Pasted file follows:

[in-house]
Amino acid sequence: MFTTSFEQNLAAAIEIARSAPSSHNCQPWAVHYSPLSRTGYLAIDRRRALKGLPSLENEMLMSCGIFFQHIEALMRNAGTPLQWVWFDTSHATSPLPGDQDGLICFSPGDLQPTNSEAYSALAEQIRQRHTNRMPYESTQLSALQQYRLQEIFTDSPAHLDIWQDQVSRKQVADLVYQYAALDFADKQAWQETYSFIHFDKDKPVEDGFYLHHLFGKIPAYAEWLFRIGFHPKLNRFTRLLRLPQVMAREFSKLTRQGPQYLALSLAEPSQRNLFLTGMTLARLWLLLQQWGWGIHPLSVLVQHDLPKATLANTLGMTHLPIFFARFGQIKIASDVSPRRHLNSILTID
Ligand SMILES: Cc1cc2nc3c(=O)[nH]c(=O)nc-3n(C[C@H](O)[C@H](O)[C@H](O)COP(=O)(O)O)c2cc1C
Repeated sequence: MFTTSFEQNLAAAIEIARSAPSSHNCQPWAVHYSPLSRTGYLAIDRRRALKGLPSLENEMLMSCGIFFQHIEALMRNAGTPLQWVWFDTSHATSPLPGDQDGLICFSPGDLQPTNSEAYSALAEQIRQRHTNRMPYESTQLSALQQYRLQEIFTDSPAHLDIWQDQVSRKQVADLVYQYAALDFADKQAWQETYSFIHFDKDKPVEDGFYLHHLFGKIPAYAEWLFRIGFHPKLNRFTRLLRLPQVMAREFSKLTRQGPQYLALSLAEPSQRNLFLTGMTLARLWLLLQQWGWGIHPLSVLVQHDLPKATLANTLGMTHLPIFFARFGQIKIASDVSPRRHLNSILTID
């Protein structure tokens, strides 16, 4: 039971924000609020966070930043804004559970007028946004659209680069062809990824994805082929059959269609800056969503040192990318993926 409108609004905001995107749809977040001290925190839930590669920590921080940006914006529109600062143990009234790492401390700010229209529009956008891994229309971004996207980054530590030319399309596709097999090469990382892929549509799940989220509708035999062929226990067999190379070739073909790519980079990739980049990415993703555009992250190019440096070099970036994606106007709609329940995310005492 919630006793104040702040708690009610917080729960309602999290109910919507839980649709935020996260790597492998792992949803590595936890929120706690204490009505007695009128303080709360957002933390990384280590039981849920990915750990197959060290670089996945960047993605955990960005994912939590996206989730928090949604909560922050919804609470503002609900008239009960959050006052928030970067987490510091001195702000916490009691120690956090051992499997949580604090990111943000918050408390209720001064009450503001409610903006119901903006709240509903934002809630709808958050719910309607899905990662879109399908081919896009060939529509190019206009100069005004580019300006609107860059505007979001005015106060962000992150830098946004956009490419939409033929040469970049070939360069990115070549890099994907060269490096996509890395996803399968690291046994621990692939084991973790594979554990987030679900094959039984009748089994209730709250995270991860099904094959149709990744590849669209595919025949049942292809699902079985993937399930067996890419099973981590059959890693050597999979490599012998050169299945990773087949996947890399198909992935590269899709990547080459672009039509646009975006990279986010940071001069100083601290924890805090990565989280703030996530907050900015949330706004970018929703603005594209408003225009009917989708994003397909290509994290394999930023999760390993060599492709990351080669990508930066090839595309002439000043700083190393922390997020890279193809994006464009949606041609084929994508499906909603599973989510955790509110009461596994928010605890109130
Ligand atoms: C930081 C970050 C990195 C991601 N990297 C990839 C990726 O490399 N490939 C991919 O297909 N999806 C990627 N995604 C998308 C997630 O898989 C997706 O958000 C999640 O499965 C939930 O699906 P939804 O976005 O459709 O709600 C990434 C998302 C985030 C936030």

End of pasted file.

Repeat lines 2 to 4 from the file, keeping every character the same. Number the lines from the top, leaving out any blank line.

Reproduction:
Amino acid sequence: MFTTSFEQNLAAAIEIARSAPSSHNCQPWAVHYSPLSRTGYLAIDRRRALKGLPSLENEMLMSCGIFFQHIEALMRNAGTPLQWVWFDTSHATSPLPGDQDGLICFSPGDLQPTNSEAYSALAEQIRQRHTNRMPYESTQLSALQQYRLQEIFTDSPAHLDIWQDQVSRKQVADLVYQYAALDFADKQAWQETYSFIHFDKDKPVEDGFYLHHLFGKIPAYAEWLFRIGFHPKLNRFTRLLRLPQVMAREFSKLTRQGPQYLALSLAEPSQRNLFLTGMTLARLWLLLQQWGWGIHPLSVLVQHDLPKATLANTLGMTHLPIFFARFGQIKIASDVSPRRHLNSILTID
Ligand SMILES: Cc1cc2nc3c(=O)[nH]c(=O)nc-3n(C[C@H](O)[C@H](O)[C@H](O)COP(=O)(O)O)c2cc1C
Repeated sequence: MFTTSFEQNLAAAIEIARSAPSSHNCQPWAVHYSPLSRTGYLAIDRRRALKGLPSLENEMLMSCGIFFQHIEALMRNAGTPLQWVWFDTSHATSPLPGDQDGLICFSPGDLQPTNSEAYSALAEQIRQRHTNRMPYESTQLSALQQYRLQEIFTDSPAHLDIWQDQVSRKQVADLVYQYAALDFADKQAWQETYSFIHFDKDKPVEDGFYLHHLFGKIPAYAEWLFRIGFHPKLNRFTRLLRLPQVMAREFSKLTRQGPQYLALSLAEPSQRNLFLTGMTLARLWLLLQQWGWGIHPLSVLVQHDLPKATLANTLGMTHLPIFFARFGQIKIASDVSPRRHLNSILTID